Coriander is the dried ripe fruit of the herb Coriandum Sativum, commonly known as cilantro or Chinese parsley. The round, ridged seeds are dark tan in color and they carry a sweetly aromatic flavor reminiscent of lemon and sage.
Coriander is ultimately versatile, flavoring everything from the sweet to the savory in North American, North African, Mediterranean, Mexican, Indian and Southeast Asian cuisines.
Discovered in ruins dating back to 5000 B.C., coriander is believed to be one of the first spices used by mankind. It was also referenced in Sanskrit writings and the Bible's Old Testament, where manna is described as being "white like coriander seed." As civilizations grew, so did coriander's popularity. The Romans spread it throughout Europe and it was one of the first spices to be brought to America.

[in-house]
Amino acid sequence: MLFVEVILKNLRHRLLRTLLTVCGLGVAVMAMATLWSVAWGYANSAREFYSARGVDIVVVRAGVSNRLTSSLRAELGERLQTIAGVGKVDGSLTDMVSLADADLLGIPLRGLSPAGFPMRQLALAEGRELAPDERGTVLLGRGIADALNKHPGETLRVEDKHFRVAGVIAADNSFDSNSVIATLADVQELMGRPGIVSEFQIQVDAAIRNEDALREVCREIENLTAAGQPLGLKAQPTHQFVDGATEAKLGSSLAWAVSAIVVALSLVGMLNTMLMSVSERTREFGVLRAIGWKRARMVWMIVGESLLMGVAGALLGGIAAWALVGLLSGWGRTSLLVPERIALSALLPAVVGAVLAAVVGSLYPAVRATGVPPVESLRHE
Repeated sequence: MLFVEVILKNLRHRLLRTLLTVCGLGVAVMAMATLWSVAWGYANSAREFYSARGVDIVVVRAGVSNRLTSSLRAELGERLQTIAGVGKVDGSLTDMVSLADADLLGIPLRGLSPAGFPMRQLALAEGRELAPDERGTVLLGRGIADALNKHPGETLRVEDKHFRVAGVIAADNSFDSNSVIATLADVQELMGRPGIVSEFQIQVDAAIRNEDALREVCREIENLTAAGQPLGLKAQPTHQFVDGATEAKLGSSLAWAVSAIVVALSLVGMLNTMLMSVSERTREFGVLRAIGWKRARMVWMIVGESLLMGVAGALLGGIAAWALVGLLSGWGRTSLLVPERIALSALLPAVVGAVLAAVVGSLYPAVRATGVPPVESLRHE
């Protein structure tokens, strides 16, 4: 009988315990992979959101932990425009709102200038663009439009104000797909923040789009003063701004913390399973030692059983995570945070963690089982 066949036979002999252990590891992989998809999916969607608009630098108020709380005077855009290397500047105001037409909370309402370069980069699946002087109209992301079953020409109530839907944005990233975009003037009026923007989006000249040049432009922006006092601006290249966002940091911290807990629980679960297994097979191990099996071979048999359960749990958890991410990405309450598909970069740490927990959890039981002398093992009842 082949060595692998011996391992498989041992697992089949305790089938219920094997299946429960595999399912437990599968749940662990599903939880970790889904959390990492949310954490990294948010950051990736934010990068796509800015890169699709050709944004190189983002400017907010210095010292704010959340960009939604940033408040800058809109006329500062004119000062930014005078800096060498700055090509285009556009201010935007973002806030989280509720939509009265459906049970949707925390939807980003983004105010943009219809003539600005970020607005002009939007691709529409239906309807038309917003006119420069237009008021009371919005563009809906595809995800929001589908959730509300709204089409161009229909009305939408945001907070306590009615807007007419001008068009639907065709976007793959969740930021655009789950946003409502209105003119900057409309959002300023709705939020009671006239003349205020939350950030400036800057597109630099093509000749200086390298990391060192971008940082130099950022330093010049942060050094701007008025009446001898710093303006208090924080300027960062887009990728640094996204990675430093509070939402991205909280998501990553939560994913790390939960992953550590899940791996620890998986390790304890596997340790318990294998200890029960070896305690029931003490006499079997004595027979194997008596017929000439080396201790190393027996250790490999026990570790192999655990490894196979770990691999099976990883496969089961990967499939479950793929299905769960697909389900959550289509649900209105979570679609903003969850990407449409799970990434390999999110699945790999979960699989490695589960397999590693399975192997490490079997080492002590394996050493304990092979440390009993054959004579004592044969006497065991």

Coriander is available in whole seeds or ground, but the ground form loses flavor and aroma rather quickly. The brittle whole seeds can be easily ground at home right before adding to recipes for the freshest flavor.
Less widely available are coriander roots, which are favored in Southeast Asia for scenting soups and making curry paste.
Whether whole or ground, store coriander in an airtight container away from light, heat and moisture. Whole seeds will keep for up to a year; ground coriander will deteriorate faster and should be replaced when color and aroma start to fade.
When coriander is not available, fennel or anise seeds can be substituted in most recipes.
Try one of our favorite coriander recipes:
beans, chicken, chili, cumin, curry, fish, fruit, ham, lamb, lentils, onions, pastries, peas, pork, potatoes, sausage, shrimp
View BigOven's coriander recipes